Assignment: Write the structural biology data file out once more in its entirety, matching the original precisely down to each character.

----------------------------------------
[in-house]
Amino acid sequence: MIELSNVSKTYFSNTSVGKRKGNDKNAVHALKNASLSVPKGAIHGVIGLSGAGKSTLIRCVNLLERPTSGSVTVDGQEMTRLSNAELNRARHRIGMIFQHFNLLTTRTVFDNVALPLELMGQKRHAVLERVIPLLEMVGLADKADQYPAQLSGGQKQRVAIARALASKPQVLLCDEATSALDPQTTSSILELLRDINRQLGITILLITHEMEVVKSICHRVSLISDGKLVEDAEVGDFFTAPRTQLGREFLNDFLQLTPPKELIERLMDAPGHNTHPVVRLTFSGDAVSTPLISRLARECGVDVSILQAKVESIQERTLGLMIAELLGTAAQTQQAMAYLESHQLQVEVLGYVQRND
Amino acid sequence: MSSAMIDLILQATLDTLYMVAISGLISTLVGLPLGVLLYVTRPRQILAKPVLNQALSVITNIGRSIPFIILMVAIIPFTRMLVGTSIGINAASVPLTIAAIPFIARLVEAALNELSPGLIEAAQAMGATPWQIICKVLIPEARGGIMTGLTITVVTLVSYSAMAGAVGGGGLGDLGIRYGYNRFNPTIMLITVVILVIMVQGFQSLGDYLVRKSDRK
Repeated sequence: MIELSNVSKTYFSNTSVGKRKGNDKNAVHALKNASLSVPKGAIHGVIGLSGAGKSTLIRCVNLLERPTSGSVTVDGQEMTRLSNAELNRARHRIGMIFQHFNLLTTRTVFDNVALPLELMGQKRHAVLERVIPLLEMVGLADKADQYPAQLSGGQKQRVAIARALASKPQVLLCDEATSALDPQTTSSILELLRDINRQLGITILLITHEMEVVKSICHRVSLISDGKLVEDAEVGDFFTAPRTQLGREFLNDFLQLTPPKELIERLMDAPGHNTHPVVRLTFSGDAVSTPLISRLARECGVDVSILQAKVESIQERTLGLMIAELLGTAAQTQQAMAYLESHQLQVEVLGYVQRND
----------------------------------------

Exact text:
[in-house]
Amino acid sequence: MIELSNVSKTYFSNTSVGKRKGNDKNAVHALKNASLSVPKGAIHGVIGLSGAGKSTLIRCVNLLERPTSGSVTVDGQEMTRLSNAELNRARHRIGMIFQHFNLLTTRTVFDNVALPLELMGQKRHAVLERVIPLLEMVGLADKADQYPAQLSGGQKQRVAIARALASKPQVLLCDEATSALDPQTTSSILELLRDINRQLGITILLITHEMEVVKSICHRVSLISDGKLVEDAEVGDFFTAPRTQLGREFLNDFLQLTPPKELIERLMDAPGHNTHPVVRLTFSGDAVSTPLISRLARECGVDVSILQAKVESIQERTLGLMIAELLGTAAQTQQAMAYLESHQLQVEVLGYVQRND
Amino acid sequence: MSSAMIDLILQATLDTLYMVAISGLISTLVGLPLGVLLYVTRPRQILAKPVLNQALSVITNIGRSIPFIILMVAIIPFTRMLVGTSIGINAASVPLTIAAIPFIARLVEAALNELSPGLIEAAQAMGATPWQIICKVLIPEARGGIMTGLTITVVTLVSYSAMAGAVGGGGLGDLGIRYGYNRFNPTIMLITVVILVIMVQGFQSLGDYLVRKSDRK
Repeated sequence: MIELSNVSKTYFSNTSVGKRKGNDKNAVHALKNASLSVPKGAIHGVIGLSGAGKSTLIRCVNLLERPTSGSVTVDGQEMTRLSNAELNRARHRIGMIFQHFNLLTTRTVFDNVALPLELMGQKRHAVLERVIPLLEMVGLADKADQYPAQLSGGQKQRVAIARALASKPQVLLCDEATSALDPQTTSSILELLRDINRQLGITILLITHEMEVVKSICHRVSLISDGKLVEDAEVGDFFTAPRTQLGREFLNDFLQLTPPKELIERLMDAPGHNTHPVVRLTFSGDAVSTPLISRLARECGVDVSILQAKVESIQERTLGLMIAELLGTAAQTQQAMAYLESHQLQVEVLGYVQRND